High definition EPCs: what exactly is a Level 5?
When it comes to EPCs, there is often some confusion about what the different levels mean. Level 3, 4 and 5? Whatever happened to Level 1 and 2?
Well in simple terms Level 3 and Level 4 are effectively the same thing, only Level 4 deals with more complex HVAC systems such as full air conditioning and requires a slightly higher qualified assessor. They are carried out using the free government software iSBEM (SBEM means Simplified Building Energy Model) or one of the approved privately supplied software, which are largely the iSBEM software dressed in a more user-friendly format.
Some of these are just slightly prettier versions of iSBEM whereas others involve 3D modelling which makes for more accuracy in terms of the building geometry. Ultimately these all carry out the same calculation at the end, using the National Calculation Methodology, NCM.
It was recognised that there were limitations with this software and certain buildings have characteristics that it could not deal with, so the legislation allowed for approved Level 5 software, Dynamic Simulation Model, or DSM, which must mirror the NCM in most important ways but allows for more accurate modelling in complex cases.
An example of a complex case is atria as the NCM does not allow the transfer of light from one internal space to another, so can’t cope with light falling through an atrium and then through internal glazing into an occupied space. Level 3 and 4 EPCs would consider this area as having no natural light and assume an increased lighting load to the spaces therein.
Whereas Level 3/4 software carries out 12 checks a year (based on monthly external temperatures for the location), Level 5 carries out hourly (or even sub hourly) checks 24 hours a day, 365 days a year using a dynamic weather file for the specific location, not a generic one as used by SBEM.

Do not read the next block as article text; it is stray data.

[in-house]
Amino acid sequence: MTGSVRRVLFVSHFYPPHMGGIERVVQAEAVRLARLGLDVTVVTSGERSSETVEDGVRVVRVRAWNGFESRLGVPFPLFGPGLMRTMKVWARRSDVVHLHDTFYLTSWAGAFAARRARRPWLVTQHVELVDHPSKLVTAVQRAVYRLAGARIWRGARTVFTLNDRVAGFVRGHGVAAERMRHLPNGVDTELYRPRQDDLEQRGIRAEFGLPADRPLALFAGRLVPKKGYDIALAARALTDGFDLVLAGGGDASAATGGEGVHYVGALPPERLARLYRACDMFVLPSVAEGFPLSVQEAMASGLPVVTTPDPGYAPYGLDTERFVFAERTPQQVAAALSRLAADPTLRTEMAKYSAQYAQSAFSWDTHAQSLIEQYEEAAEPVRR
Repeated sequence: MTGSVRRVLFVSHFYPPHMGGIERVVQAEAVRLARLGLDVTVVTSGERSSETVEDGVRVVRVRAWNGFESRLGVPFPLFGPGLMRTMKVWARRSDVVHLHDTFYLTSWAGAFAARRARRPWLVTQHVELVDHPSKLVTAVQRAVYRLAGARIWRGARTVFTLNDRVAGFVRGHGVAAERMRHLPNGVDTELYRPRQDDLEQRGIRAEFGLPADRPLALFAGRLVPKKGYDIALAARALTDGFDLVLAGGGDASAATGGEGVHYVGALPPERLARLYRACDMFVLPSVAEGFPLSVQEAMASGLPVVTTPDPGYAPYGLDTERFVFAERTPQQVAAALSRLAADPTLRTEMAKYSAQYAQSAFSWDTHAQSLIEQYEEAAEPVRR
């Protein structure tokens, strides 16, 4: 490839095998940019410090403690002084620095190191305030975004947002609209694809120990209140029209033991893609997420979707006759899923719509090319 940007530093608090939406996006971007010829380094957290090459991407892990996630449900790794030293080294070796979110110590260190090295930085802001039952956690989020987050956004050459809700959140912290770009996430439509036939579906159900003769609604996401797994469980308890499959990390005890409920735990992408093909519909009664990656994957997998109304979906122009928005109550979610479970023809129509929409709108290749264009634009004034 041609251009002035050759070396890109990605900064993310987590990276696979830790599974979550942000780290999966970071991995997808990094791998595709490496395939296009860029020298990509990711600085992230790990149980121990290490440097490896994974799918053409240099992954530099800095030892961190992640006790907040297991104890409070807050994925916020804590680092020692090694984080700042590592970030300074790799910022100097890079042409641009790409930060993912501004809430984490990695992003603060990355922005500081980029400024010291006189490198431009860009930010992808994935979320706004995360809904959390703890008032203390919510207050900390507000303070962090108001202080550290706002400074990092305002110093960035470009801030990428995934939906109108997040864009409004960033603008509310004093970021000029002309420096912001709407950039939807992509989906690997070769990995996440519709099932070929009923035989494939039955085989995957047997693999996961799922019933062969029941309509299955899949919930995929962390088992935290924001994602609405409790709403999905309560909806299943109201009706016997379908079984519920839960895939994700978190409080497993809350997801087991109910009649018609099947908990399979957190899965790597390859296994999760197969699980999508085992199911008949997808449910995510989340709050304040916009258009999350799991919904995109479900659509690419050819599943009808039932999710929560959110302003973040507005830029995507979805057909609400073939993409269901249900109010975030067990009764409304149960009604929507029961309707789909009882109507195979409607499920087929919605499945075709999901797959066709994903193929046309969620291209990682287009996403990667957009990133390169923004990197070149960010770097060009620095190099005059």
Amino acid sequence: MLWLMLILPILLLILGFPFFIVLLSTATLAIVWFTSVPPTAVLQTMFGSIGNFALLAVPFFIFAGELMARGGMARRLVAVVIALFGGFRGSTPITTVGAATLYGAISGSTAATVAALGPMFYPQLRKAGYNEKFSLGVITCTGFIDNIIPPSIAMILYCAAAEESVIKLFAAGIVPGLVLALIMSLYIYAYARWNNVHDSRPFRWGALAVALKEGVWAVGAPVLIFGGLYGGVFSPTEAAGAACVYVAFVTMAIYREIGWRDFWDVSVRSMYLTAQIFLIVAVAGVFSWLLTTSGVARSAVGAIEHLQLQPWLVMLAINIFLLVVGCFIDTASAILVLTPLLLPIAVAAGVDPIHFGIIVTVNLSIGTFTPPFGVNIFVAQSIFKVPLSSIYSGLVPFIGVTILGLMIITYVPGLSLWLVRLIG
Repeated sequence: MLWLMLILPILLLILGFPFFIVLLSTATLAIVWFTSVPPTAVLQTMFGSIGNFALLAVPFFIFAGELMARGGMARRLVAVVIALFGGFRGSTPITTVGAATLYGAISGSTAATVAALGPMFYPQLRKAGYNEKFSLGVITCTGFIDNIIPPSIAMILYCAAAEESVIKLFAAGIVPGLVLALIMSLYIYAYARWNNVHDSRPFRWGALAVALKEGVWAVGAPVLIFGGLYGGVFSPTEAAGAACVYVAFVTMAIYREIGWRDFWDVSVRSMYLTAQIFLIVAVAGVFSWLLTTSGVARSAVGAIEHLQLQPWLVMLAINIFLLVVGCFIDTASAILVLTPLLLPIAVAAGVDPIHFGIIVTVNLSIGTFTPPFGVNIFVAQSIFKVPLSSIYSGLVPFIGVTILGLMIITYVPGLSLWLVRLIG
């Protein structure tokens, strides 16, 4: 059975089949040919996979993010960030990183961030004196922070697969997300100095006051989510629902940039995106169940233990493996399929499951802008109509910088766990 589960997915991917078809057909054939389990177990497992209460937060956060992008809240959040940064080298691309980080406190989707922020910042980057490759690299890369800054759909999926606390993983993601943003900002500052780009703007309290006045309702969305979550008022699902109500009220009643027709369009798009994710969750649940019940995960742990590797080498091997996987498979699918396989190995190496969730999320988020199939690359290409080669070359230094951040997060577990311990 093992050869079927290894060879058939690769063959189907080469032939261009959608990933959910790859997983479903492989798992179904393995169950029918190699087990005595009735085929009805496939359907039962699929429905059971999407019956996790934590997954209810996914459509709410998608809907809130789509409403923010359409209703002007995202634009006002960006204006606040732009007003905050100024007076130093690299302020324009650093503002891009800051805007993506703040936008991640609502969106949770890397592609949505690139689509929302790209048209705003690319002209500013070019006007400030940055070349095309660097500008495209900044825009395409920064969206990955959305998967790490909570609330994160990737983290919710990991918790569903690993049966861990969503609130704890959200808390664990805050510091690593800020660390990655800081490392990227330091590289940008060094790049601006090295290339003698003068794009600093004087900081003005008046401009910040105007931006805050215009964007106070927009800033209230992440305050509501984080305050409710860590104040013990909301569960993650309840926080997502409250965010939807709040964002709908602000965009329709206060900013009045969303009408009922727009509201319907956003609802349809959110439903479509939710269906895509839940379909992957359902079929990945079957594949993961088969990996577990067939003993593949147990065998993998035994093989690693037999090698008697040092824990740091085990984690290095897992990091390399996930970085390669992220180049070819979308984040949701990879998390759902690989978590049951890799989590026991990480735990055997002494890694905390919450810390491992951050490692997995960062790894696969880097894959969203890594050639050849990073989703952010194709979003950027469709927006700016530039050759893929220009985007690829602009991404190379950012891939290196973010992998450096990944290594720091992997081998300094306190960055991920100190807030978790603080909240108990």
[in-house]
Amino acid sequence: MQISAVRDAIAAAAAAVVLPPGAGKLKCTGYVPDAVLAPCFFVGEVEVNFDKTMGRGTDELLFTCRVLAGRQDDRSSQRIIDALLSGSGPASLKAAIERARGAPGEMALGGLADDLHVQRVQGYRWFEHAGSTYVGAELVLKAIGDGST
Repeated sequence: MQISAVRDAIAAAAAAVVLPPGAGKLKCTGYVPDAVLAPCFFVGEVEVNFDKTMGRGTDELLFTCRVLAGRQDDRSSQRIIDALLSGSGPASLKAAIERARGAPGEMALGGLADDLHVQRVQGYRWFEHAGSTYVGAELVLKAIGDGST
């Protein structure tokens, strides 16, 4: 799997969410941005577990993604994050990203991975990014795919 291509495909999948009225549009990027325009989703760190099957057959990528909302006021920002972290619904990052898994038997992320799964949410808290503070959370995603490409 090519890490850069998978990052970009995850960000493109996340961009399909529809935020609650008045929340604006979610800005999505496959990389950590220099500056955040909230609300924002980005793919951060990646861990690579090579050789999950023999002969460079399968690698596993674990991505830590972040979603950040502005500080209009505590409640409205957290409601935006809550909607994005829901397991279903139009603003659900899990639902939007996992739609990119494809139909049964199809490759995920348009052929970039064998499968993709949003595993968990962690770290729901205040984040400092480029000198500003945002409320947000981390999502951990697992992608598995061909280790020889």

So that’s at least 8,760 checks as opposed to 12 checks – high definition indeed!
This is as well as modelling aspects such as shading and natural light far more accurately. It is also the software that engineers use when designing systems thus allowing almost BIM levels of cross consultancy interaction.
Level 5 software can be used on any building, complex or not. At MEES Solutions we believe our clients have not been properly advised on their EPC ratings unless Level 5 has been considered and calculations taken place using both pieces of software.
A DSM Level 5 rating is not always better, in some cases it is worse, but it is more accurate. A client could spend money on improvements based upon simplified findings where some more accurate modelling might have been sufficient to show the buildings true rating.
DSM Level 5 calculations are particularly effective on industrial/warehouse type buildings with rooflights where the more accurate solar modelling is reflected in lower EPC ratings.
You wouldn’t watch a 12 pixel TV, so don’t rely on a 12 pixel EPC!
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